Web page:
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The Old Dominion University Board of Visitors set new tuition rates for the coming year, approved three new doctoral programs and granted 15 tenure appointments during a meeting of its Executive Committee April 1.

ODU's comprehensive fee (tuition and fees) for in-state undergraduates will increase by 6.6 percent in 2005-06, and rise 7 percent for in-state graduate students. (The new fee structure will go into effect with the 2005 summer term.)

Based on 30 credit hours for the academic year, an in-state undergraduate will pay $5,614 next year, up from $5,268. The per-credit-hour fee will increase from $170 to $181.

ODU's 6.6 percent increase for in-state undergraduates is lower than that of three other state universities that have already set their fees: Virginia Tech, 9.2 percent; Norfolk State, 8.7 percent; and George Mason, 6.9 percent.

Adding a 3 percent rise in room and board, a full-time ODU in-state undergraduate would pay $11,590 next year, or 4.7 percent more than last year's combined rate.

The comprehensive fee for in-state graduate students attending full time will be $6,496 per year, based on a 24-credit-hour load.

There will be a 4.8 percent increase in the comprehensive fee for both out-of-state undergraduate and graduate students, with the annual cost set at $15,394 and $16,058, respectively.

"Our recommendations reflected what we believed provided critical investments in new faculty and key infrastructure to accommodate enrollment growth and investments in the priorities of the strategic plan, yet acknowledging the importance of affordability for students," Robert L. Fenning, vice president for administration and finance, said after the meeting.

"Of the institutions that have adjusted mandatory tuition and fees for fiscal year 2006, our increase is well below, plus we will make available more than $1.6 million of new campus-based and state financial aid resources for our neediest students."

Revenue from ODU's increase in tuition and fees will address a variety of institutional needs and mandates, including:

•Provide faculty resources to cover course offerings and enrollment growth;
•Provide funds to attract and retain well-qualified faculty members;
•Provide financial support to attract and retain well-qualified students;
•Address requirements for benefit adjustments and salary increases; and
•Provide funding for library materials and research collections.

In other action, the board approved adding doctor of philosophy degrees in English, education and health services research.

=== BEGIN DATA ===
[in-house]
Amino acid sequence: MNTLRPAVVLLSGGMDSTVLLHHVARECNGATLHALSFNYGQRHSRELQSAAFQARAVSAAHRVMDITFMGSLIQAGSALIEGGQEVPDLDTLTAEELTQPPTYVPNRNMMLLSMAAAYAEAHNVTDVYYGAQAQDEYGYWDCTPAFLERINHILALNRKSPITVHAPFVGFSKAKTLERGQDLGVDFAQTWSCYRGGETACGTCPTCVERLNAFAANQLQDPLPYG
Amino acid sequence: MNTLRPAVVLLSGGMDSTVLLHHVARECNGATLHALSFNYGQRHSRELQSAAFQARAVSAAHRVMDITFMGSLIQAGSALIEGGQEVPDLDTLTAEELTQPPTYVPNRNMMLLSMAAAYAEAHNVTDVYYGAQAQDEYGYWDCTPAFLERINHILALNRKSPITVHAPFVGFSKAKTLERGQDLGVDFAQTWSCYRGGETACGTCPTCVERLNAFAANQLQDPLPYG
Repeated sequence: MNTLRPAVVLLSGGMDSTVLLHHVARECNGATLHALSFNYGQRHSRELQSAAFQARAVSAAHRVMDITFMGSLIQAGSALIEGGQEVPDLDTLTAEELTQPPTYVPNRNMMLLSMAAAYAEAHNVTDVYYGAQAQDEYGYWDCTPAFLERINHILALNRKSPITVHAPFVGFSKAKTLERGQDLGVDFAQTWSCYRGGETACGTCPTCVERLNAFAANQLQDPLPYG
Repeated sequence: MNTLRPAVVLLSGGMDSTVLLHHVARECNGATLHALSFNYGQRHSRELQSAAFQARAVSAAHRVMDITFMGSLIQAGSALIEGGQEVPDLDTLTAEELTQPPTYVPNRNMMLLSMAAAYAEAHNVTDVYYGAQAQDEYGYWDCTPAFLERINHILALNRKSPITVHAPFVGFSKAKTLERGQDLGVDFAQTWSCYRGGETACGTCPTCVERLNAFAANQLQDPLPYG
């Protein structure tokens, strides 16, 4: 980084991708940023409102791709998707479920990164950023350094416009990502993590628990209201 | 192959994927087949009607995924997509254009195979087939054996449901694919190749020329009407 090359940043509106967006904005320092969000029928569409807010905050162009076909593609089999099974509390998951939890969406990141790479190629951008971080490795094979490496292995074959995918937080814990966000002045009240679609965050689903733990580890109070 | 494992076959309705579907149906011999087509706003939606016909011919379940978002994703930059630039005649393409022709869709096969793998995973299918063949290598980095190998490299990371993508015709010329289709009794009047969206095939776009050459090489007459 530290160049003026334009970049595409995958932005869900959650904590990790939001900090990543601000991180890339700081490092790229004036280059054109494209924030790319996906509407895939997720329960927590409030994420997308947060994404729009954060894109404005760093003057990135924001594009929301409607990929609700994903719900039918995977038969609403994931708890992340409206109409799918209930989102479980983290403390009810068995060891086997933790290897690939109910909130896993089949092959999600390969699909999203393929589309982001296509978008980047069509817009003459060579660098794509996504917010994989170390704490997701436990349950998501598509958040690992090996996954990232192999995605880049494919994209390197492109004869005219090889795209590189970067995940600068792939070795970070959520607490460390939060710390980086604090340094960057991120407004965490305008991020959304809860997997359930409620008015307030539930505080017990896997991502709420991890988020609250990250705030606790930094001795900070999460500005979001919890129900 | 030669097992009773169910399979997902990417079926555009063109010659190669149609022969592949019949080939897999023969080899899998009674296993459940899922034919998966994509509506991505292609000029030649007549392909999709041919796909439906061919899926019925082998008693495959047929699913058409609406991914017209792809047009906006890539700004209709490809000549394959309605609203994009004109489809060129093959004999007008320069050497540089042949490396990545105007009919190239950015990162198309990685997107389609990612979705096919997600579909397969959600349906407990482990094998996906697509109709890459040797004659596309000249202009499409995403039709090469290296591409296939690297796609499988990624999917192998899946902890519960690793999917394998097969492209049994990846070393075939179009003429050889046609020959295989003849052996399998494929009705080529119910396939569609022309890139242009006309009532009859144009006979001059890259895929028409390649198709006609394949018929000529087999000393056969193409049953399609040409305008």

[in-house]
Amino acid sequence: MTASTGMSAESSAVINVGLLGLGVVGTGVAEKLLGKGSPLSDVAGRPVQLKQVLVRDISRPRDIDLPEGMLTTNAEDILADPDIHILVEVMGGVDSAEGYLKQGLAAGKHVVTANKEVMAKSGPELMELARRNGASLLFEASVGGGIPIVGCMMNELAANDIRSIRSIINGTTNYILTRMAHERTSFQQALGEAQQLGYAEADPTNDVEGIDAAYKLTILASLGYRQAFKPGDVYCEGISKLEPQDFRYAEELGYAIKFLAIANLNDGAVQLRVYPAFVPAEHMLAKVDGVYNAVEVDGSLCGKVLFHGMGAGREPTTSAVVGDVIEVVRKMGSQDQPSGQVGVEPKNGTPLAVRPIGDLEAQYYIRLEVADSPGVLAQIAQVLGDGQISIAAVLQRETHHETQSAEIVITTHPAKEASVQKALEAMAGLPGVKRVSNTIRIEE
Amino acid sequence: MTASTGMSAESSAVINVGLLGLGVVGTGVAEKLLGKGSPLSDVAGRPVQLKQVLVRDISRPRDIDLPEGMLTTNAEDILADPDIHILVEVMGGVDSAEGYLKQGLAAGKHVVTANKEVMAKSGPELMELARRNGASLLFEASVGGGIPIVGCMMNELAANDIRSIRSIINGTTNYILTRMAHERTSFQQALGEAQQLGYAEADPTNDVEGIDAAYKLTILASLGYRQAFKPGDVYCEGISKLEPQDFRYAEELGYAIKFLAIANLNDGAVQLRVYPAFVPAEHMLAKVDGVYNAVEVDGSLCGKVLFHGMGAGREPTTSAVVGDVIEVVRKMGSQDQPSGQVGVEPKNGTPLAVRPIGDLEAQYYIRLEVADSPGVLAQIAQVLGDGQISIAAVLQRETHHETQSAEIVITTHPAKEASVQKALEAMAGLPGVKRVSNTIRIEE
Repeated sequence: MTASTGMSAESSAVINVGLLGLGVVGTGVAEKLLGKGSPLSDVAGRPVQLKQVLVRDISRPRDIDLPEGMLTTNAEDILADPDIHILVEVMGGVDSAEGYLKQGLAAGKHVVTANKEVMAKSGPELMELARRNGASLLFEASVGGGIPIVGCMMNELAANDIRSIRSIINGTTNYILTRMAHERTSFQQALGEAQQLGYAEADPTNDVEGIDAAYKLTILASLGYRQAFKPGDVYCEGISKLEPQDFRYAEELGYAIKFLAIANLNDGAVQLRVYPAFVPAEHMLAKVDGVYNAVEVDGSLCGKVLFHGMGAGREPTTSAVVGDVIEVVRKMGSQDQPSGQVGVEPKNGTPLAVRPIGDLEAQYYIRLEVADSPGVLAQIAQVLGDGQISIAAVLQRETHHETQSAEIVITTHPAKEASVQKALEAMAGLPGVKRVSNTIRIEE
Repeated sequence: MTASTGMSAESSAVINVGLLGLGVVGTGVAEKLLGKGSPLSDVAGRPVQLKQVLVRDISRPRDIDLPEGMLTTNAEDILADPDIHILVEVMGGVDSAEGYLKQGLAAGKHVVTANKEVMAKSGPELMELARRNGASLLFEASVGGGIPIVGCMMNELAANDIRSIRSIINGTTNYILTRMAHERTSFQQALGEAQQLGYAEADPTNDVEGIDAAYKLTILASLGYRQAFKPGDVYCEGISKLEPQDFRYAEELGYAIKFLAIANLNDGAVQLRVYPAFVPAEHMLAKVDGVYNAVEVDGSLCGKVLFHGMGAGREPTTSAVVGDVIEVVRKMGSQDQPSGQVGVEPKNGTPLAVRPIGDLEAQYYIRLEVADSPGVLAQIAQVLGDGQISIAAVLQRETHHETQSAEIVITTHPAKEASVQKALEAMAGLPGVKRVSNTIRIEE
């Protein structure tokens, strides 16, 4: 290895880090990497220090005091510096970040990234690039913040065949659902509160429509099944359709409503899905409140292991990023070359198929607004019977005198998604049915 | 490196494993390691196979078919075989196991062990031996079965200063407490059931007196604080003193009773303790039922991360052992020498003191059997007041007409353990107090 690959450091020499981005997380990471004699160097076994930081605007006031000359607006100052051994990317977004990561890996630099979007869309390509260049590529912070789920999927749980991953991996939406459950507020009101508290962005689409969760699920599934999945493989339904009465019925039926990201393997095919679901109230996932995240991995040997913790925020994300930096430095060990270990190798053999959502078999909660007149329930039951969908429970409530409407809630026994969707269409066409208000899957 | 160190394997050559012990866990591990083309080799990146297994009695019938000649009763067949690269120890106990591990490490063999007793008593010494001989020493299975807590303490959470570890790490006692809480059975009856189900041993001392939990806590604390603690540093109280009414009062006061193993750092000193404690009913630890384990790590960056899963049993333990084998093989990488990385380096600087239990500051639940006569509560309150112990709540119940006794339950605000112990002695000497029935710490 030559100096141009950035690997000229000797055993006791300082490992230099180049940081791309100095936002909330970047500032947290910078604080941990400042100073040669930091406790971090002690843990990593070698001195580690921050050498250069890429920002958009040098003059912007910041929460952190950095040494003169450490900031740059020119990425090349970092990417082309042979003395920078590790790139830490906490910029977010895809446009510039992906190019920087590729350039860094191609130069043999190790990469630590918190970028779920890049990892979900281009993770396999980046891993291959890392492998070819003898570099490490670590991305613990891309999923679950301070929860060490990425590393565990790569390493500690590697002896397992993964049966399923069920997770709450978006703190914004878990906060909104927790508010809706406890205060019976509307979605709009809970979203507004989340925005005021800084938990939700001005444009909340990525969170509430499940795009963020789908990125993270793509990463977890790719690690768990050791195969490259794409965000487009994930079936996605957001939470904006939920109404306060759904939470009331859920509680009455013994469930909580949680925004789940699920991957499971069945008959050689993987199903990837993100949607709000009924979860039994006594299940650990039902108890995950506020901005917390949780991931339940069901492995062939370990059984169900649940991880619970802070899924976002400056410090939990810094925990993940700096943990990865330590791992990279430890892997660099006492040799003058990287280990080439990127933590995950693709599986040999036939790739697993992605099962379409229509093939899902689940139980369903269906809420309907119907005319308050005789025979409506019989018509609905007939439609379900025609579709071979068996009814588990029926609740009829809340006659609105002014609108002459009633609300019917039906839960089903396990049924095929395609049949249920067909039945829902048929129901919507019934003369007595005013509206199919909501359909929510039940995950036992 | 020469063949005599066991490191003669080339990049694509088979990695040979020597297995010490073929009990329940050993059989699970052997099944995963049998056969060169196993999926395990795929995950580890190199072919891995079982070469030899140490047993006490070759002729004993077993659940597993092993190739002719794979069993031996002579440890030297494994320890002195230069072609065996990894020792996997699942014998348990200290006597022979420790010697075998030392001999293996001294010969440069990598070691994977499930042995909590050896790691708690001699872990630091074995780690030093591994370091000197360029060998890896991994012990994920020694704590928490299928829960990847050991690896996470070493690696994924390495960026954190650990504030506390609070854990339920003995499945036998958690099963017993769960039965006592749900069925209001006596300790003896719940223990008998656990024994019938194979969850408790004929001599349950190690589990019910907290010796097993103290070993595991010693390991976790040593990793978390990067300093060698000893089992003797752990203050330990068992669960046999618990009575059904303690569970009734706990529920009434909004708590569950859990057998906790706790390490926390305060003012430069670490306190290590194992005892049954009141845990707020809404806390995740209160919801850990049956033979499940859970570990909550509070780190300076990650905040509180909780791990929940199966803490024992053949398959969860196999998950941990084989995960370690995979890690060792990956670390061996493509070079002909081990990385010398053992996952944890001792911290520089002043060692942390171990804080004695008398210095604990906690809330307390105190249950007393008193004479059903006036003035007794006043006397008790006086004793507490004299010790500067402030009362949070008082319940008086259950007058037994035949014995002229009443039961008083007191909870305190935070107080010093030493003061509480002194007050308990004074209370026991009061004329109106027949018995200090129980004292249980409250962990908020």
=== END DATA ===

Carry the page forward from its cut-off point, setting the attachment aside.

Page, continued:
The Ph.D. program in English will explore the full range of written English through such modes of inquiry as rhetoric, composition, linguistics, literature and journalism, and through such media as print, speech and hypertext.

The programs in education and health sciences will be spin-offs of current Ph.D. degree programs in urban services, which have existed for more than 20 years and have become outdated.

President Roseann Runte made a brief report to the board about the issue of football. She noted that the response to a recent Alumni Association-sponsored online survey has been overwhelmingly in favor of adding the sport, but she pointed out that there are both pros and cons to the issue.

She said the university plans to seek expert advice on the matter, which would include consulting at least one athletic director at another school that had added the sport recently. Runte said the university will then draft a financial plan outlining what costs to expect if the board were to decide to add football to ODU's sports lineup. The goal is to have the plan ready for the board to review at its June meeting.

On the recommendation of the provost, the board approved the award of tenure to the following faculty, effective with the fall 2005 semester:

• Arts and Letters - Kenneth R. Fitzgerald, art; Dale E. Miller, philosophy and religious studies.
• Business and Public Administration - Larry Filer, economics; John M. Griffith and Shaomin Li, business administration; John C. Morris, public administration and urban studies.
• Education - Peggy P. Hester, early childhood, speech-language pathology and special education; Lynn. H. Doyle, Michael T. Garrett, Dennis E. Gregory and William A. Owings, educational leadership and counseling.
• Engineering and Technology - Frederic D. McKenzie, electrical and computer engineering; Carol L. Considine and Guoqing Zhou, engineering technology.
• Sciences - James P. Bliss, psychology.

The board also approved the appointment of Jie Chen, professor of political science and director of Graduate Programs in International Studies, as a Louis I. Jaffe Professor, and voted in favor of the recommendation that the university award an honorary degree to G. Robert Aston Jr., chairman of the board and CEO of TowneBank.

In other matters, the board endorsed granting the title of emeritus to the following faculty (retirement dates are listed in parentheses):
• Fred M. Granger, associate professor of information technology and decision sciences (Jan. 1, 2005);

• Paul Heine, associate professor of exercise science, sport, physical education and recreation (June 24, 2005);
• Linda Lane Lilley, associate professor of nursing (Dec. 31, 2004); and
• Anne Raymond-Savage, associate professor of educational curriculum and instruction (Oct. 1, 2004).

This article was posted on: April 4, 2005

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